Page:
Resolution & Screen Sharing
Screen sharing and collaboration technologies have transformed the way in which teams work together. Developments in meeting room technology mean it’s now commonplace for two, three or even four people to contribute their content on the main meeting room display screen at the same time.
This has noticeably changed the dynamic in meeting rooms across the country; meetings dominated by a single contributor are fast becoming a thing of the past and creativity and productivity are rising as more and more team members have the ability to share their own content and feel confident in doing so.
But all this can be brought to a grinding halt if the meeting room display screen wasn’t purchased with screen sharing in mind. The problem is that splitting the screen between multiple contributors affects the resolution. We’ll explore why this is the case and what can be done to avoid the problem.
If you’ve ever attended a collaborative meeting in the past where two documents, or more, have been shared on the main display and you’ve found yourself squinting at the content, then the chances are that the meeting room didn’t have a 4K UHD screen installed.
4K resolution isn’t just desirable for displaying the best quality high impact visuals, it’s essential for collaboration and ensuring that image quality doesn’t degrade past the point of clarity when there is more than one input device sharing content on the screen.
We’ve looked in another article at this example of how the image quality of two 16:9 spreadsheets can be compromised in a split-screen but it’s worth repeating. In this setup, there are two 1920 x 1080 pixel inputs (that’s two HD devices) essentially sharing the signal connecting them to a 1920 x 1080 pixel HD screen. The result is not that each is displayed at HD resolution, but rather that the available pixels are shared by the two images. This inevitably means a lower resolution. So when you’re splitting two 1920 x 1080 pixel inputs on one HD resolution screen, what you’re actually seeing on the display screen as an output is a resolution of just 960 x 540 pixels.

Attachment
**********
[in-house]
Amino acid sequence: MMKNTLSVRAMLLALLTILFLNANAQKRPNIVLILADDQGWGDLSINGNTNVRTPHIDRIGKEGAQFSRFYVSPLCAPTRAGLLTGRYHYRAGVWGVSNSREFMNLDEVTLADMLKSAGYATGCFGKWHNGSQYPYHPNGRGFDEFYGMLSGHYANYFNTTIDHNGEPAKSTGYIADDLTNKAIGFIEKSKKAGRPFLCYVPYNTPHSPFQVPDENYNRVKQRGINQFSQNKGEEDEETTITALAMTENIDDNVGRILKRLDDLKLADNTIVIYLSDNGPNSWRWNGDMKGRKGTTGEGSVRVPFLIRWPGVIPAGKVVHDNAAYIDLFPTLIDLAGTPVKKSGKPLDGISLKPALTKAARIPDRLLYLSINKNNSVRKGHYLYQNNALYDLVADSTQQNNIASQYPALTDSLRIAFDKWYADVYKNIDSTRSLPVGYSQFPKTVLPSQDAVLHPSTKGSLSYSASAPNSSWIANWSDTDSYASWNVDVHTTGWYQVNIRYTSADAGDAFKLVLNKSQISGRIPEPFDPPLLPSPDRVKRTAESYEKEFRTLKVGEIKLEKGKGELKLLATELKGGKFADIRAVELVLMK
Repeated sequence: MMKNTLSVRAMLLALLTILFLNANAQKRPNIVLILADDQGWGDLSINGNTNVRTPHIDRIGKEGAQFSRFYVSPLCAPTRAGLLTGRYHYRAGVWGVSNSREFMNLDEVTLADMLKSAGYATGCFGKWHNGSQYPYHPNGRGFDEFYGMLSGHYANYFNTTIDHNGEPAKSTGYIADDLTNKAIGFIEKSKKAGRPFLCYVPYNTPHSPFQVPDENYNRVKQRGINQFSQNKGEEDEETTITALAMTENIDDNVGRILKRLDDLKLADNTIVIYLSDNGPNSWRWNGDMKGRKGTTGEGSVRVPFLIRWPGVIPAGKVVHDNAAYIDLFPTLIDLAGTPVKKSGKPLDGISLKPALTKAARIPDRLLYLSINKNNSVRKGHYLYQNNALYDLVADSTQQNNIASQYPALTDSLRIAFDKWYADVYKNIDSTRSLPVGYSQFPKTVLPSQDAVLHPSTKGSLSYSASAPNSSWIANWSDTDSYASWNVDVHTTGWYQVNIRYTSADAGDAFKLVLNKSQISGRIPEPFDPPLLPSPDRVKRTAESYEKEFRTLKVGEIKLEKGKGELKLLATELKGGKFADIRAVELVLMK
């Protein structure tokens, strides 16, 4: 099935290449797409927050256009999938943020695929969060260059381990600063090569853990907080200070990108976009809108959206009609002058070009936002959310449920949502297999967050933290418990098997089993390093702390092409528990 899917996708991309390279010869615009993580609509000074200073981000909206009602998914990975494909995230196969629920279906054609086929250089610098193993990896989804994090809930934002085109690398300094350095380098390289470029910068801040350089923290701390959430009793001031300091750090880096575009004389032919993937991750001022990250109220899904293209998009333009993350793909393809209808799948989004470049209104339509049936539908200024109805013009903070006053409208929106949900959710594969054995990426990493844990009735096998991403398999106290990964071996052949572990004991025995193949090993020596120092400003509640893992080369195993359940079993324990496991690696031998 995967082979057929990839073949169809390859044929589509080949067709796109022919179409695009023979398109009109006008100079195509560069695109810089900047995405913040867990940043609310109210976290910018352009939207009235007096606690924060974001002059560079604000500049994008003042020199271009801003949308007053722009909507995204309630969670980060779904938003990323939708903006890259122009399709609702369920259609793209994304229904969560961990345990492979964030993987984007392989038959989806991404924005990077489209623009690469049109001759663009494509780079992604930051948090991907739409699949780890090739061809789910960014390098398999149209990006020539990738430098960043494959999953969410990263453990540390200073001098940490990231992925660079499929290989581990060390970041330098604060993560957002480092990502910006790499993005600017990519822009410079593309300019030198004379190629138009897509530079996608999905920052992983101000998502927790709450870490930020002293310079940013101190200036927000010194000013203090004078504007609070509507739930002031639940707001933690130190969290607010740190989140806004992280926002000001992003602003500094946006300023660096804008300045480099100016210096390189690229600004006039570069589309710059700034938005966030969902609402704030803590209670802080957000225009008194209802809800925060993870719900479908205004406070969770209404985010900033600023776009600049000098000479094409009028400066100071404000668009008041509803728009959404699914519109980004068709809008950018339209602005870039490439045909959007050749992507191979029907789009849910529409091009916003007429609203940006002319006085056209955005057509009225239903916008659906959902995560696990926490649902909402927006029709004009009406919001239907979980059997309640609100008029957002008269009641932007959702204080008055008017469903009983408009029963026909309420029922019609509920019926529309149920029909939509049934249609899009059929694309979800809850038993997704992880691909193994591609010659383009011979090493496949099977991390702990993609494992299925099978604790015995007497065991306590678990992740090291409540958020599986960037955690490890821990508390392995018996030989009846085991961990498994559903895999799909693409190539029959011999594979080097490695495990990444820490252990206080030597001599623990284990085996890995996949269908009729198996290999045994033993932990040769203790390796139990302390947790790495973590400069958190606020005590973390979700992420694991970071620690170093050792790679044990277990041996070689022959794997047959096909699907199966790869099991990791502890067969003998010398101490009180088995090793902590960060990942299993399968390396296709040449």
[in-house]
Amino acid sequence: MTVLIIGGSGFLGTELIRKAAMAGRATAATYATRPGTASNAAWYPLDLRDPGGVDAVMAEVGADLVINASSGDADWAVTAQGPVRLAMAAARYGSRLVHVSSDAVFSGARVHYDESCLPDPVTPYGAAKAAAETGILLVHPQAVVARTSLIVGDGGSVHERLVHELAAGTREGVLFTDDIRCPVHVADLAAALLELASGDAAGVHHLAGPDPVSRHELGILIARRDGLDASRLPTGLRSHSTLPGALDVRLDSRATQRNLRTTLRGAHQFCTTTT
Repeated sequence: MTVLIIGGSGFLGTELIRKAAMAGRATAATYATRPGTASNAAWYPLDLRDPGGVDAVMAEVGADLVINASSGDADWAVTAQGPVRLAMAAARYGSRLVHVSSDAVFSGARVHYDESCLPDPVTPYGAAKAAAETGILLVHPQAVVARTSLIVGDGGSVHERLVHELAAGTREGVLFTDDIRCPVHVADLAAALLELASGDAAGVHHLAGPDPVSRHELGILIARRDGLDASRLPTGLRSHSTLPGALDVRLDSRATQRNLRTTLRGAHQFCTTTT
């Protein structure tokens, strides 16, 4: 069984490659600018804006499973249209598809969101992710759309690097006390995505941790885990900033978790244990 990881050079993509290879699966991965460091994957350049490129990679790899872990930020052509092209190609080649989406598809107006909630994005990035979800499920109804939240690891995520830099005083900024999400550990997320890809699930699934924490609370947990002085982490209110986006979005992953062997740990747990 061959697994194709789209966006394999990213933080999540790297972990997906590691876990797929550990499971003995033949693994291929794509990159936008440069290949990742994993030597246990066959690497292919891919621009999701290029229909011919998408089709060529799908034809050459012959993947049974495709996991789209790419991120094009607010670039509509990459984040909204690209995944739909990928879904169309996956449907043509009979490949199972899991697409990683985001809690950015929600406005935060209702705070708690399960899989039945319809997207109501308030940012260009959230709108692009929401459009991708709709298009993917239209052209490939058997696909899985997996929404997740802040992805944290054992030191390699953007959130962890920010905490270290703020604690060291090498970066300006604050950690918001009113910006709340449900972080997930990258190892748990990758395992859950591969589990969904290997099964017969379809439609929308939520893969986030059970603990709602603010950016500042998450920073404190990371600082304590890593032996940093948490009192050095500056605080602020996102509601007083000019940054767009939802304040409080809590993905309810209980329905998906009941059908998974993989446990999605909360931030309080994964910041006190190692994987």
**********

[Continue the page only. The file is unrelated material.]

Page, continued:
For complex data and intricate detail, this just won’t be enough; your team will be struggling to view detailed data and information at a resolution that isn’t even high definition. Productivity will be hit if you’re forcing people to operate in these conditions (we know it’s not as if they’re toiling in distress down the mines, but seriously, output will suffer). This is where 4K UHD comes into its own. With a resolution of 3840 x 2160 pixels, 4K UHD just has more pixels to distribute so the output on the main display screen in this same scenario would be 3840 x 2160 pixels split between the two HD inputs, resulting in 1920 x 1080; in other words, a full high definition quality picture.
The challenge of ensuring perfect picture quality for your meeting room doesn’t end with the display screen itself. You will also need to ensure that the collaboration technology and the cables (if you’re using any) are up to the job as well.
Sharing content wirelessly is one of the easiest options and is quite straightforward to do with a content sharing solution like the Barco ClickShare range. The Barco CSC-1 model supports 4K UHD resolutions so it’s perfect for companies and teams that regularly collaborate on spreadsheets and other highly detailed content. The CSC-1 also supports dual screen output and enables up to four inputs at once for the ultimate in crystal clear collaboration.